As the weather warms and preserves become more frequented, the Little Traverse Conservancy would like to remind the public that dogs should be kept on leashes when people visit preserves.
Part of the conservancy's reasoning is safety.
Fuller says the safety of people using the preserve and respect to the preserve's neighbors that the conservancy has the rule. But human safety isn't the only reason for a dog to be leashed. The conservancy's first aim is to protect the area's natural resources, said Fuller.
"Something that always comes up in our discussion is that dogs are basically instinctual animals," said Doug. "Whatever it is — deer or wild turkey or more rarer wildlife — if dogs are loose, many of them are going to chase (the wildlife)."
In fact, unless the dog is a service animal, belongs to a licensed hunter who is actively hunting, according to Michigan State University's Animal Legal & History Center.
That includes animals on state land, such as Wilderness State Park, said Burr Mitchell, the park's manager. And at Wilderness and other places along Lake Michigan where the endangered piping plover nests, dogs aren't allowed on the beach even with a leash between late April through the end of August.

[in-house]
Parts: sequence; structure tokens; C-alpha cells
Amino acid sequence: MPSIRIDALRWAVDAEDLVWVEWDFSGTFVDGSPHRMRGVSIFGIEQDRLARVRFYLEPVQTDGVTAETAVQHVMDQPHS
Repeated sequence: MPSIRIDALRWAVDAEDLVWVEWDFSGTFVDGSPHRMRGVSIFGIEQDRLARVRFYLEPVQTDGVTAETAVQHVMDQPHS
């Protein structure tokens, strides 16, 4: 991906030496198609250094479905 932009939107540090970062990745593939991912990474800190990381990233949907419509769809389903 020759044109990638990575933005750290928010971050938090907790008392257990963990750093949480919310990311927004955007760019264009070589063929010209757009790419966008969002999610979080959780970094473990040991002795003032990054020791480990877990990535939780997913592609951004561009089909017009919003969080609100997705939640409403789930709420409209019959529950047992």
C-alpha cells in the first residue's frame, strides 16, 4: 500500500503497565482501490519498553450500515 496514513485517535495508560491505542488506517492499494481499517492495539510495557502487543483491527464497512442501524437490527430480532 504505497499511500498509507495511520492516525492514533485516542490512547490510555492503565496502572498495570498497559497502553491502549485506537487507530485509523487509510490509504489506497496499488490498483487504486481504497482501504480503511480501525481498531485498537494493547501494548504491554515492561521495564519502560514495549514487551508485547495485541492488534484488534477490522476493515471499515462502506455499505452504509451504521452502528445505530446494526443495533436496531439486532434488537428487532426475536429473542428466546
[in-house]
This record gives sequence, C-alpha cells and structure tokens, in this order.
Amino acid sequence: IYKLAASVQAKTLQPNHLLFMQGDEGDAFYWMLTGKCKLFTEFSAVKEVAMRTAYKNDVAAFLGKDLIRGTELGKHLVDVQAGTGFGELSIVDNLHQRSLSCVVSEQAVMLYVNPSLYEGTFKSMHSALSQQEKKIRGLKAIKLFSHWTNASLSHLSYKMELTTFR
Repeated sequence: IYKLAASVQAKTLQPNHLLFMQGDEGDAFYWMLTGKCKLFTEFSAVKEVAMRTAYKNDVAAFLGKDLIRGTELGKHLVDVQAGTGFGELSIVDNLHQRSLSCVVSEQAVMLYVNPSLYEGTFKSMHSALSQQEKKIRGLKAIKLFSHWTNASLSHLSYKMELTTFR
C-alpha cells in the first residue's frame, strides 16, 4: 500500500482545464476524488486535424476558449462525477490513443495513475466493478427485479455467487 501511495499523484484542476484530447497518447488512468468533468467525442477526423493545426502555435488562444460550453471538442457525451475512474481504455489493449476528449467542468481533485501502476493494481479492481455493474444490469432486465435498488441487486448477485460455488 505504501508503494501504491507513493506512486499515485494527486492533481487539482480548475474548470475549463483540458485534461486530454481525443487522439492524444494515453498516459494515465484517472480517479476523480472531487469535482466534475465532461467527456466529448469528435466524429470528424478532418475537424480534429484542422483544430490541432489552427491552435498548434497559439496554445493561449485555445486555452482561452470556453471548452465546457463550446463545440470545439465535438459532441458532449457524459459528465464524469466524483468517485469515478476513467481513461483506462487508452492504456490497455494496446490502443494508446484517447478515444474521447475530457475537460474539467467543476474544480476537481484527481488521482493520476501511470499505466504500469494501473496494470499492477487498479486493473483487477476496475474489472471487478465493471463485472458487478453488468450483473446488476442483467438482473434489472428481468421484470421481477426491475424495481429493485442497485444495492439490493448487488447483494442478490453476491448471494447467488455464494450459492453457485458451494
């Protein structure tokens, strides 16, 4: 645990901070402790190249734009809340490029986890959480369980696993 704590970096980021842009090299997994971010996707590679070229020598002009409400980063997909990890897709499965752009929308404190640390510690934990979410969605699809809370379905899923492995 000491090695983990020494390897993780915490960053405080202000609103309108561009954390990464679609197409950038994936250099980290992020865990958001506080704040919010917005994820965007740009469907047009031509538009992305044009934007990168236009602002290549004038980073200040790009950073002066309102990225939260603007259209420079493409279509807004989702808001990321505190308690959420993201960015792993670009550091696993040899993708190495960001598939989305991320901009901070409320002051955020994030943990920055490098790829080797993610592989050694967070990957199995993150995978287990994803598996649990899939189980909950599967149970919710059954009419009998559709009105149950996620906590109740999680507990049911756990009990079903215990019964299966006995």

"We're going to use some common sense there," said Mitchell. "We know the birds aren't here yet, and we still have snow on the beach, But once we get to where the snow is gone, we have to be kind of particular. It's not just us — (the piping plover) is a federally threatened species of birds."
Both Fuller and Mitchell say the issue is one the organizations deal with annually.
"We'll get it both ways," said Fuller. "We'll have people calling our offices this summer, saying that at such-and-such a preserve there was a dog without a leash, and an equal number of calls saying, 'This really sucks, I want to have my dog off your leash on your preserves.' I can certainly see the point of it."
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